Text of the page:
Now, in the cases we are concerned with in this context, when a Bishop (or his deputy) goes to a particular parish there will normally be only one priest ministering in that parish or at most two or three. In the former case, the parishioners will know instantly what priest has been accused – their priest. So not mentioning his name is utterly ineffective in preserving the priest’s identity – if that is what the Bishop has in mind, when not mentioning the priest’s name. A similar result will come about in the situation where two or three priests are ministering in the parish. The parishioners will very soon know which of their priests has been stepped aside and the reason for it. So it seems to follow that not mentioning the priest’s name is not intended to protect the priest’s identity. If it were, it fails completely. So, why does the Bishop engage in this strategy? It is not at all clear why, but, since it isn’t to protect the priest, perhaps it is to protect the Bishop against a charge of endangering the priest’s reputation and good name. Is this, then, another instance of the church institution protecting itself at the expense of the individual priest? We need to hear Bishops themselves explaining precisely why they use this strategy.
Not consenting to the publication
In relation to this aspect of the question under consideration here the words of Tom Mooney, who has already been quoted, are apposite: ‘Generally defamation requires that the allegation be false and without the consent of the allegedly defamed person. ‘Without the consent’ is essential: the priest may not be able to prevent his removal [stepping aside], but he can deny his consent [to the publication of the statement] .… A priest has the right to refuse consent to anything that lowers his estimation in the eyes of right-minded people …so to protect his rights he should not consent to or be party to any attempt by the diocese to publicise a decision to move him from ministry because an allegation of a grave nature has been received … A priest who consents to identify himself publicly as being the subject of an investigation unwittingly may be a party to his own defamation.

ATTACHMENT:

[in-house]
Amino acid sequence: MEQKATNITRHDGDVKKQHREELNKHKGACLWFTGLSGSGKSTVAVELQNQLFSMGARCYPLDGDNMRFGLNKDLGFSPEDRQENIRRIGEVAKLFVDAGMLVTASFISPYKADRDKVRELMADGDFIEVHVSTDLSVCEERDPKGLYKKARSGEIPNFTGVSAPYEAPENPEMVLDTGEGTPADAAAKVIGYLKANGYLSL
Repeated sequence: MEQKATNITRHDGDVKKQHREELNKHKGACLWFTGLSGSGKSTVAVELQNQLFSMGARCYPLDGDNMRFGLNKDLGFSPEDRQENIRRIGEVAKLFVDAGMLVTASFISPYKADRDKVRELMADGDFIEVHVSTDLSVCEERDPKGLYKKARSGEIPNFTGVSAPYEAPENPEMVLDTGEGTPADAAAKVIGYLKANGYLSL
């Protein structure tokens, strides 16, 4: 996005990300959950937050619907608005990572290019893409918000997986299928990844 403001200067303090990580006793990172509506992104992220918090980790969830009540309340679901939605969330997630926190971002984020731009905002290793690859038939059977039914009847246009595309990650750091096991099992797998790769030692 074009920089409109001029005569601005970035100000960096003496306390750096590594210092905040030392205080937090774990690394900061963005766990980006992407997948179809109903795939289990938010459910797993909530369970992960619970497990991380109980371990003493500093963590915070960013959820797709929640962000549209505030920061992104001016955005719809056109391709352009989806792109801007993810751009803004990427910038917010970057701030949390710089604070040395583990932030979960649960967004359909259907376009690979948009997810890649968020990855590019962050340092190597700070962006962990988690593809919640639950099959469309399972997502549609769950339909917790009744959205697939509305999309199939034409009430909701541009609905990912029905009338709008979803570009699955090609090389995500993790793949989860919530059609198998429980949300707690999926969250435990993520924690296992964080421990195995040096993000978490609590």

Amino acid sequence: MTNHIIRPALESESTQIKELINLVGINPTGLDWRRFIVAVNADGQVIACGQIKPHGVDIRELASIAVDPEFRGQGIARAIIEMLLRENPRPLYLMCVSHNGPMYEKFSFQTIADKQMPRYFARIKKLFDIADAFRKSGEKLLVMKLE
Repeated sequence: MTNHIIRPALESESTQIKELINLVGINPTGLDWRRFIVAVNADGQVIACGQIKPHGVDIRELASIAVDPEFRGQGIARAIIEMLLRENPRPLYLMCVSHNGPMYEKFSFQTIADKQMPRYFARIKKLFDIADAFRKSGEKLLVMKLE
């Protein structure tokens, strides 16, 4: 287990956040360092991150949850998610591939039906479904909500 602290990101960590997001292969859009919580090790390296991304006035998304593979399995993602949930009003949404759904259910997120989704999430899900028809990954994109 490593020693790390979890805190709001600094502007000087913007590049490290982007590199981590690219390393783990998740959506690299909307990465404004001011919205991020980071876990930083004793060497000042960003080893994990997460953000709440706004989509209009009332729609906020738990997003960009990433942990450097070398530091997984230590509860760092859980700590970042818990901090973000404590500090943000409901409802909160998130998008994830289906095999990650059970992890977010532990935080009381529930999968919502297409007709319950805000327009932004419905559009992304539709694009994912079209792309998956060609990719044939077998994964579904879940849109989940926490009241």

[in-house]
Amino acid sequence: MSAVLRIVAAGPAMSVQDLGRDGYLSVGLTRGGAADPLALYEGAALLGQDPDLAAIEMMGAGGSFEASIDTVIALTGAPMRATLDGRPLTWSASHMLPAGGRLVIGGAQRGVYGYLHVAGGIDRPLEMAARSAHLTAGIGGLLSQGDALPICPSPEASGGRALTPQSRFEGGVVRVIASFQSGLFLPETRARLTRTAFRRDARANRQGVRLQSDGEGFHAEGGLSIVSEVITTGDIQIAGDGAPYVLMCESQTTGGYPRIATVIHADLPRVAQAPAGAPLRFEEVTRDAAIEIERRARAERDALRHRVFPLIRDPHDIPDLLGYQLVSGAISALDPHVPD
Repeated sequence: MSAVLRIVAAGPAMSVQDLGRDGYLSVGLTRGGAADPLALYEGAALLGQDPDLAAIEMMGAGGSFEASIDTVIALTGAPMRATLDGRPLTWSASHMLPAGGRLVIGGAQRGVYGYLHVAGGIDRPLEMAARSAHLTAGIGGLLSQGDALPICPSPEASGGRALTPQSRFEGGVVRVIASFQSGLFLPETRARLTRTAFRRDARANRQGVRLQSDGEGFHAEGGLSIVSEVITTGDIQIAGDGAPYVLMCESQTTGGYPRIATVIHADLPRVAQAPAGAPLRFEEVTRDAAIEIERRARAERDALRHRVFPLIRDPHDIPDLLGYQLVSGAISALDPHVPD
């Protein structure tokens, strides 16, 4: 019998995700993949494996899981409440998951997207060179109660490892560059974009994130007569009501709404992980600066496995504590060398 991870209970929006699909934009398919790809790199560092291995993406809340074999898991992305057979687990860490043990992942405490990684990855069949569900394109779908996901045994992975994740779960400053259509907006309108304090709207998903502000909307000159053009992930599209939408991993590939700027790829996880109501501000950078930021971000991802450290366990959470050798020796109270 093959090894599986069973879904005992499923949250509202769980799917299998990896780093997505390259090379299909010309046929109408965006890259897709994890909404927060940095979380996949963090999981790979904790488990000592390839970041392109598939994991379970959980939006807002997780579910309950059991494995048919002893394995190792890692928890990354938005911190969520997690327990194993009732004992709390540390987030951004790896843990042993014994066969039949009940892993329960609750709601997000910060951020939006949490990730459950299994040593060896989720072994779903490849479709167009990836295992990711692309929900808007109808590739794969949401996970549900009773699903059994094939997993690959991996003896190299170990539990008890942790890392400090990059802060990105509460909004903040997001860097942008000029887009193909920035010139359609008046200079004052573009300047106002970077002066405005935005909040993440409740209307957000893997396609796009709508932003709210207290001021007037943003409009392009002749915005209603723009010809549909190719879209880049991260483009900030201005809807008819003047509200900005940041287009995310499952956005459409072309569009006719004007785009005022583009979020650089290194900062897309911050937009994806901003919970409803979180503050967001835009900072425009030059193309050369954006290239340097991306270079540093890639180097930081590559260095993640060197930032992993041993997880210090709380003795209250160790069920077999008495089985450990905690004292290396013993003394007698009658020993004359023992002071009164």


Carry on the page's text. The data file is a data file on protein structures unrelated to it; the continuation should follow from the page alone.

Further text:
This is, of course, precisely why other accused people, e.g., a head teacher, are not named publicly after an allegation has been received but only, if at all, when such a person is charged in court. It would seem clear that there are equally good grounds for the name of the priest and the allegation against him not to be made public at such an early stage.
In relation to this issue of consent Mr Mooney continues: ‘It beggars belief that the vast majority of priests seem to have no understanding of defamation. If they did, they would have an idea about how to protect what is most valuable to them, their reputation. What we all learn from the Fr. Kevin Reynolds case is that in essence he was defamed because the allegations were, to paraphrase RTE, ‘baseless, without any foundation whatever, and untrue’. Such is the nature of some allegations against priests and a diocese ought to be mindful of the repercussions of a societal belief in no smoke without fire.’